This trick, which dates back many, many years, has been revived within the last two or three years in a greatly improved form. When first exhibited, the motive power was electricity and the clock was a piece of fine but delicate mechanism, easily put out of order. After a while some clever fellow took hold of it and changed it so that it might be worked by a string, but the way in which the arrow, that serves the purpose of a hand, was connected with the string was decidedly awkward. In time, however, some other clever fellow remedied that by stretching the string across the frame from which the clock was suspended. In this way when hanging the clock in place, the string was caught over the little grooved wheel at the back of the dial, that keeps the arrow in place.
Even then the trick was restricted to the use of the conjurer who had his own stage to work on, for it needed an assistant back of the scenes to pull the string, and that was almost an insuperable objection on the vaudeville stage.
It remained for a third clever fellow an experienced performer, with a genius for mechanics, Mr. Frank Ducrot, to devise an entirely new way of working the trick, so as to dispense with an assistant.
The clock is simply a dial of clear glass or what is better of transparent celluloid. When made of the latter the numbers and the inner and outer ring are cast in one solid piece of brass, thus almost precluding the danger of breakage. In the center of the dial is fitted a brass piece with a hole to admit of a spindle. This spindle which is of steel, passes through the exact center, from the back to the face of the dial, and through a corresponding hole in the arrow which is thus attached. On the other end of this spindle is a small, deeply grooved wheel. Over this wheel is a strong, black thread. Before exhibiting the trick, the dial is prepared by being set in a frame, and one end of the thread is attached to a light spiral spring concealed in the upright of the frame. The other end of the thread after passing over the groove of the wheel is carried down through the upright, coming out at the foot. From there it is led to a table, at a little distance from the frame, and laid on it. A sharp, black hook is tied to this end of the thread. In its normal position the arrow points to twelve, but at a pull on the free end of the thread it will move to any desired hour, and will be brought back to twelve by the action of the spring which is nicely adjusted. But how can the thread be pulled without attracting the attention of the audience? The performer quietly picks up the little hook and sticks it into the leg of his trousers. He is now free to move away until the thread becomes taut. When that occurs a very slight movement of the leg or the least pressure of the body against the thread, will cause the arrow to revolve. It is absolutely under his control, and he can set it twirling round the dial if he wishes.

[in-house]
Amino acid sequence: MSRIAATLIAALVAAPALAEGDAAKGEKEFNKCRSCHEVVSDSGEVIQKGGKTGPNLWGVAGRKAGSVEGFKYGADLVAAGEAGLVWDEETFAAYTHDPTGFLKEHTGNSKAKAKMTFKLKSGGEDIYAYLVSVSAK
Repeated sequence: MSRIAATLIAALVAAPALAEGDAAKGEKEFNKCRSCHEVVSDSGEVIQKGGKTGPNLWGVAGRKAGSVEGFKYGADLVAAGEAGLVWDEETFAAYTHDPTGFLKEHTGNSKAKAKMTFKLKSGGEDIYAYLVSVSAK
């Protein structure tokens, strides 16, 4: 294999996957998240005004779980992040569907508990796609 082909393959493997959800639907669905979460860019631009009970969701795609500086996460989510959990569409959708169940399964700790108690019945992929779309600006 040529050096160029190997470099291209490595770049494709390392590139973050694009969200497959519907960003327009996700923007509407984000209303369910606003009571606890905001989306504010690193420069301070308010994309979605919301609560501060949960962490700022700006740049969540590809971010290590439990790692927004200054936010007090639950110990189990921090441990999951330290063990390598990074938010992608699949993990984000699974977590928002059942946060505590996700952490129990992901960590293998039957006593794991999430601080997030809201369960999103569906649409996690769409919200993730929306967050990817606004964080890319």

Sometimes a light weight is substituted for the spring. If desired, the clock may be hung from a cord that is attached to two chairs, or in other ways, according to the fancy of the performer. We are indebted to the courtesy of the inventor of this method of working the trick, Mr. Frank Ducrot, for this explanation, which has never been published till now.
Some performers use a loaded hand that may be set by means of a ratchet to point to any desired hour. This may be combined, with advantage, with the method first explained.